The Texas commission has long viewed its relationship with the energy industry as equal parts promoter and regulator. Commissioners regularly win election with heavy financial support from oil and gas interests. Porter’s official biography describes him as a CPA who built a successful practice in Midland, “providing accounting and tax services to oil and gas producers, royalty owners, oil field service companies, and other small businesses and individuals.”
“The Railroad Commission is concerned and involved, but we have to base our actions on sound science and proven facts, not speculation that appears in some newspaper articles and some blogs,” he told the crowd in an opening statement.
After two hours, local media reported, Porter ended the meeting, then bolted out the back door, escorted by state troopers. Afterward, the Railroad Commission announced it would be seeking more data on the problem and hire an in-house earthquake expert. (Porter’s staff said he would have no further comment.)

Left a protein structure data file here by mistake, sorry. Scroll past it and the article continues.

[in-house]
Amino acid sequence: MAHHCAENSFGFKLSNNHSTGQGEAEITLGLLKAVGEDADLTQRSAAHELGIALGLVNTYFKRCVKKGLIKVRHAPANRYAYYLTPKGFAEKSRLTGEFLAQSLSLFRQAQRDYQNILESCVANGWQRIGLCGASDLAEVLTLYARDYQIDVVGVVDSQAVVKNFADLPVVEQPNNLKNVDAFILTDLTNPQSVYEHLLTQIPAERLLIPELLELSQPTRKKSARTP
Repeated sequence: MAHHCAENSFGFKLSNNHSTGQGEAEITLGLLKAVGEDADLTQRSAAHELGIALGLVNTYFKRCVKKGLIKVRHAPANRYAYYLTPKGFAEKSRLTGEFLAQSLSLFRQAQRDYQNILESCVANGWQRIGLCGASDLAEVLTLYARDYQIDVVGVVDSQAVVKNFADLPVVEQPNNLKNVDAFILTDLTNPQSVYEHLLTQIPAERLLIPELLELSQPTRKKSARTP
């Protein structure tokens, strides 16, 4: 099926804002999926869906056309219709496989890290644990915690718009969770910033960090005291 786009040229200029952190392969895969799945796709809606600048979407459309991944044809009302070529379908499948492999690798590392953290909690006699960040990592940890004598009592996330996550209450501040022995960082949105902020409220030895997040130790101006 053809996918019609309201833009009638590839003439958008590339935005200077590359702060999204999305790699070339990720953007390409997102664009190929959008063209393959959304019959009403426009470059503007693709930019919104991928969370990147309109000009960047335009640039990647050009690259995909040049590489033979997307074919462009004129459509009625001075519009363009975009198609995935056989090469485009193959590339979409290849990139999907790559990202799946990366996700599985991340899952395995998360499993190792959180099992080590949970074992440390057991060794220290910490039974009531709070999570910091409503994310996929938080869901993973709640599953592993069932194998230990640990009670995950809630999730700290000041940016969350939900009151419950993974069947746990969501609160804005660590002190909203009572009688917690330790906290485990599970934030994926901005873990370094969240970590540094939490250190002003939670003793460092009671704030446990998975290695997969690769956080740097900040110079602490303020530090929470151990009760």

Those unwilling to wait rode down to Austin on Tuesday to demand immediate action.
Brundrett declined to join the bus trip. He believes the quakes show a clear pattern, but acknowledges the need for additional study.
“I’m pro oil and gas,” he says. “When people turn their light switch on, they want their lights to come on. The energy has to come from somewhere. It’s just sometimes being done in a bad way or in the wrong place.” Like many residents in the Barnett Shale region, Brundrett has received income from leasing land to drilling companies.
He doesn’t blame the drillers for demanding more proof. “It’s common sense that everyone wants the scientific evidence. They don’t want to get into the position of having to shut down everything any time everybody cries wolf.”
But when it arrives — within a month or two, Brundrett expects — he says the disposal-well operators will need to respond quickly. “If we get the data, and it does indeed link the injection wells to earthquakes, and they fail to do anything, then it’s time to get out the pitchforks and torches.”